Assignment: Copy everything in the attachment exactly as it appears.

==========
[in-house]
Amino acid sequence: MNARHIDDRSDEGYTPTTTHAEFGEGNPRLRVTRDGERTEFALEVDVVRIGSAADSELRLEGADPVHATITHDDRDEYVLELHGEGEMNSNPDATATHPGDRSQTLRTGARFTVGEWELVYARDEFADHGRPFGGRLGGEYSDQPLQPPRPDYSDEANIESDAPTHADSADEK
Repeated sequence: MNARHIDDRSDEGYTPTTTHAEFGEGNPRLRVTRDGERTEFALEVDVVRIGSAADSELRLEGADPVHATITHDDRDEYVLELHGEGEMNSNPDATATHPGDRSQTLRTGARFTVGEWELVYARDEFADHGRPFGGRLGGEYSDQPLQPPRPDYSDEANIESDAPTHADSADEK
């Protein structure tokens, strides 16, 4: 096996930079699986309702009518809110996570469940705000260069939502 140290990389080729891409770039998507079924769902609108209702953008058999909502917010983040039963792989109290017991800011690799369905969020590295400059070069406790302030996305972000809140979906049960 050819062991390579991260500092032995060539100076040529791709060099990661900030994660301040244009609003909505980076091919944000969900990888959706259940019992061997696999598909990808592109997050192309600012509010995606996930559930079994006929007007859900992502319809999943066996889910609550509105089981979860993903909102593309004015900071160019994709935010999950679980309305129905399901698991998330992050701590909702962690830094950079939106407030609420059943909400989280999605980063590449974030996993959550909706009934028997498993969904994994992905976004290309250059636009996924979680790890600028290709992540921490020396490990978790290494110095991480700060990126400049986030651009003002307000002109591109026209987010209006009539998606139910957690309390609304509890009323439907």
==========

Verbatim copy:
[in-house]
Amino acid sequence: MNARHIDDRSDEGYTPTTTHAEFGEGNPRLRVTRDGERTEFALEVDVVRIGSAADSELRLEGADPVHATITHDDRDEYVLELHGEGEMNSNPDATATHPGDRSQTLRTGARFTVGEWELVYARDEFADHGRPFGGRLGGEYSDQPLQPPRPDYSDEANIESDAPTHADSADEK
Repeated sequence: MNARHIDDRSDEGYTPTTTHAEFGEGNPRLRVTRDGERTEFALEVDVVRIGSAADSELRLEGADPVHATITHDDRDEYVLELHGEGEMNSNPDATATHPGDRSQTLRTGARFTVGEWELVYARDEFADHGRPFGGRLGGEYSDQPLQPPRPDYSDEANIESDAPTHADSADEK
């Protein structure tokens, strides 16, 4: 096996930079699986309702009518809110996570469940705000260069939502 140290990389080729891409770039998507079924769902609108209702953008058999909502917010983040039963792989109290017991800011690799369905969020590295400059070069406790302030996305972000809140979906049960 050819062991390579991260500092032995060539100076040529791709060099990661900030994660301040244009609003909505980076091919944000969900990888959706259940019992061997696999598909990808592109997050192309600012509010995606996930559930079994006929007007859900992502319809999943066996889910609550509105089981979860993903909102593309004015900071160019994709935010999950679980309305129905399901698991998330992050701590909702962690830094950079939106407030609420059943909400989280999605980063590449974030996993959550909706009934028997498993969904994994992905976004290309250059636009996924979680790890600028290709992540921490020396490990978790290494110095991480700060990126400049986030651009003002307000002109591109026209987010209006009539998606139910957690309390609304509890009323439907």